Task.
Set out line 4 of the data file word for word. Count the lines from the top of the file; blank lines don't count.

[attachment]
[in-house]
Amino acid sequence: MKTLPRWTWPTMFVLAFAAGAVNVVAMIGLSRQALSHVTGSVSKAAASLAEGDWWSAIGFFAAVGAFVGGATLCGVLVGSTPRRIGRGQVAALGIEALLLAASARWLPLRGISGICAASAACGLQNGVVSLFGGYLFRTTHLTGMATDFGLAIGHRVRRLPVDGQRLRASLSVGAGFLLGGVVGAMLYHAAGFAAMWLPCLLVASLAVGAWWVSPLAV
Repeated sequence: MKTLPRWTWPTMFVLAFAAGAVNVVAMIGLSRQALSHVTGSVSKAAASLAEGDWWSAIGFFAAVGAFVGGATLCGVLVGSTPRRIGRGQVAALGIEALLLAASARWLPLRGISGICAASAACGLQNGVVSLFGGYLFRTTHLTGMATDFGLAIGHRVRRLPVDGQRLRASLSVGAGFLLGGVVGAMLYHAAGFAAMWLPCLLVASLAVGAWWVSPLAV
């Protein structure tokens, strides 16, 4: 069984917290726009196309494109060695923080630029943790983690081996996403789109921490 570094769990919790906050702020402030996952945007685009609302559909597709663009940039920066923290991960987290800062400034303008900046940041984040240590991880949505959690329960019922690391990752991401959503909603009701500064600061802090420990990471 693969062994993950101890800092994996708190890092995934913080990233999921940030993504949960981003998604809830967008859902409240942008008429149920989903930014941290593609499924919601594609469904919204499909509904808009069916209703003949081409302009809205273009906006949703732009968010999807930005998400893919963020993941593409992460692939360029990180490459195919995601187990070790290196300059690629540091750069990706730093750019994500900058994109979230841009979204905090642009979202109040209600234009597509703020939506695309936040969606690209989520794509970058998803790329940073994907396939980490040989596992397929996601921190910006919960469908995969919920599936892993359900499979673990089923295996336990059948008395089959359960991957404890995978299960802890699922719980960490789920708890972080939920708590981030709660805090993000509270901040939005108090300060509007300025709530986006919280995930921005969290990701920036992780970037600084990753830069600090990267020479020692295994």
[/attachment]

């Protein structure tokens, strides 16, 4: 069984917290726009196309494109060695923080630029943790983690081996996403789109921490 570094769990919790906050702020402030996952945007685009609302559909597709663009940039920066923290991960987290800062400034303008900046940041984040240590991880949505959690329960019922690391990752991401959503909603009701500064600061802090420990990471 693969062994993950101890800092994996708190890092995934913080990233999921940030993504949960981003998604809830967008859902409240942008008429149920989903930014941290593609499924919601594609469904919204499909509904808009069916209703003949081409302009809205273009906006949703732009968010999807930005998400893919963020993941593409992460692939360029990180490459195919995601187990070790290196300059690629540091750069990706730093750019994500900058994109979230841009979204905090642009979202109040209600234009597509703020939506695309936040969606690209989520794509970058998803790329940073994907396939980490040989596992397929996601921190910006919960469908995969919920599936892993359900499979673990089923295996336990059948008395089959359960991957404890995978299960802890699922719980960490789920708890972080939920708590981030709660805090993000509270901040939005108090300060509007300025709530986006919280995930921005969290990701920036992780970037600084990753830069600090990267020479020692295994």